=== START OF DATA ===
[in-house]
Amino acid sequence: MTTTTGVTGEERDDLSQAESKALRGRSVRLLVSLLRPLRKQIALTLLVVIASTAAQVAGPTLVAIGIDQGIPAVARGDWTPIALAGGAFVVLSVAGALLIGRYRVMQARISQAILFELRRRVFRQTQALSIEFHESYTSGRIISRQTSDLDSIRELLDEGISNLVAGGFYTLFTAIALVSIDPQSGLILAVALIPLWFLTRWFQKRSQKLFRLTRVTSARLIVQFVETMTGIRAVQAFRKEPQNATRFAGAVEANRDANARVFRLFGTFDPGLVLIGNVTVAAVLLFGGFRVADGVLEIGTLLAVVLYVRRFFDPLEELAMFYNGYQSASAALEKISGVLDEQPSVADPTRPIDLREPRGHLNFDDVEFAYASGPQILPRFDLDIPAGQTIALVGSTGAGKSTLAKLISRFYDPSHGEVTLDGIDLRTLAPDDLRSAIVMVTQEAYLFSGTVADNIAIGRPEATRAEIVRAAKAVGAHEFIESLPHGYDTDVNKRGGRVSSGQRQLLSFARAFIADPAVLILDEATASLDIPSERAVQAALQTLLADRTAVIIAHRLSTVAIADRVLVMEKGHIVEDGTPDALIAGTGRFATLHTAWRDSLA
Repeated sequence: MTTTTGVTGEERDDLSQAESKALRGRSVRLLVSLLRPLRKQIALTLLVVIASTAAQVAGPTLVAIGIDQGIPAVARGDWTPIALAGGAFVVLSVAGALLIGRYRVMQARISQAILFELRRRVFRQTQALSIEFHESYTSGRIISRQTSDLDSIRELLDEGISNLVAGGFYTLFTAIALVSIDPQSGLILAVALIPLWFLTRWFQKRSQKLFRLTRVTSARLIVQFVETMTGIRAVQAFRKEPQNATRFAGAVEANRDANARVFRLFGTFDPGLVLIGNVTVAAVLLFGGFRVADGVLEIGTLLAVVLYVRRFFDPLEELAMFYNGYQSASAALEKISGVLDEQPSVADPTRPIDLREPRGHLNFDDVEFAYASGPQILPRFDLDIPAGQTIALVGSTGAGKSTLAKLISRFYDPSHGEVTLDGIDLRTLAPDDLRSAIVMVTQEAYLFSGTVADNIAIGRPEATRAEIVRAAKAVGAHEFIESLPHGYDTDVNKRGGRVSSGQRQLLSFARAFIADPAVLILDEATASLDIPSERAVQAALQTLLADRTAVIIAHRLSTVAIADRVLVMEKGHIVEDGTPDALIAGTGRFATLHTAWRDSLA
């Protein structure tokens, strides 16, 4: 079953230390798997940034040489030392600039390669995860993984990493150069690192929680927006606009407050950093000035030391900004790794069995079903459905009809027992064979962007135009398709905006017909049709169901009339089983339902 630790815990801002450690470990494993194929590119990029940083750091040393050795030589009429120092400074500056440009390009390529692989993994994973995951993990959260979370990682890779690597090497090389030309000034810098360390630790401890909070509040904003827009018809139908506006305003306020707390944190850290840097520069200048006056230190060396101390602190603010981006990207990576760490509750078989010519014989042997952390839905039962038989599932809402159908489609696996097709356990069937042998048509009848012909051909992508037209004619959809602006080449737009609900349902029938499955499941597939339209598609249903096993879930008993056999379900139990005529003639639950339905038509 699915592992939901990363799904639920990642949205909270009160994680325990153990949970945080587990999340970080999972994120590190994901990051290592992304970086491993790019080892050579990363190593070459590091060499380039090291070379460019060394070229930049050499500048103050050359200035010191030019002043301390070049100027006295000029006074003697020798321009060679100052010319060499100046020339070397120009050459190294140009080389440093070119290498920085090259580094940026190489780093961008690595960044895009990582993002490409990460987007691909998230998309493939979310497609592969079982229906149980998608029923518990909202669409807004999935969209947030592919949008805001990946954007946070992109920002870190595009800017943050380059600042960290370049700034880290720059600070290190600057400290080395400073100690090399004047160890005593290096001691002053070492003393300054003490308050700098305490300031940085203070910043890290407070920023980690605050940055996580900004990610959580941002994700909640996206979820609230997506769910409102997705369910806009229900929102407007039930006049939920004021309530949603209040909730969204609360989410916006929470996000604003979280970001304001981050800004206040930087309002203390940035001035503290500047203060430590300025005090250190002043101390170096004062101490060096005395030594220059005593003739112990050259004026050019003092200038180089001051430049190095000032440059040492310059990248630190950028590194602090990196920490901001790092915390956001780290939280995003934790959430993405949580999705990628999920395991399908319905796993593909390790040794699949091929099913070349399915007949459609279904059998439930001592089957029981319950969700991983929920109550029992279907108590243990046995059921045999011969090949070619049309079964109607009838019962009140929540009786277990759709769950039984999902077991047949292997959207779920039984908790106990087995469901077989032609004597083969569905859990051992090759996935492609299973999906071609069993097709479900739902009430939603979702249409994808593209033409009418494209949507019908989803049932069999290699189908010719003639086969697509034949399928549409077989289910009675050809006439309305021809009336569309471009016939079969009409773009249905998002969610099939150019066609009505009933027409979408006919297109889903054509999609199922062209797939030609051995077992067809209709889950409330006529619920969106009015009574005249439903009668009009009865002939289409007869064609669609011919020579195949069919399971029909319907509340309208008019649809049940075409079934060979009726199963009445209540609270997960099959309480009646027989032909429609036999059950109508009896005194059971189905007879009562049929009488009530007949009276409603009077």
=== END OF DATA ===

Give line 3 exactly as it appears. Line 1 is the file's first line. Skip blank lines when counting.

Repeated sequence: MTTTTGVTGEERDDLSQAESKALRGRSVRLLVSLLRPLRKQIALTLLVVIASTAAQVAGPTLVAIGIDQGIPAVARGDWTPIALAGGAFVVLSVAGALLIGRYRVMQARISQAILFELRRRVFRQTQALSIEFHESYTSGRIISRQTSDLDSIRELLDEGISNLVAGGFYTLFTAIALVSIDPQSGLILAVALIPLWFLTRWFQKRSQKLFRLTRVTSARLIVQFVETMTGIRAVQAFRKEPQNATRFAGAVEANRDANARVFRLFGTFDPGLVLIGNVTVAAVLLFGGFRVADGVLEIGTLLAVVLYVRRFFDPLEELAMFYNGYQSASAALEKISGVLDEQPSVADPTRPIDLREPRGHLNFDDVEFAYASGPQILPRFDLDIPAGQTIALVGSTGAGKSTLAKLISRFYDPSHGEVTLDGIDLRTLAPDDLRSAIVMVTQEAYLFSGTVADNIAIGRPEATRAEIVRAAKAVGAHEFIESLPHGYDTDVNKRGGRVSSGQRQLLSFARAFIADPAVLILDEATASLDIPSERAVQAALQTLLADRTAVIIAHRLSTVAIADRVLVMEKGHIVEDGTPDALIAGTGRFATLHTAWRDSLA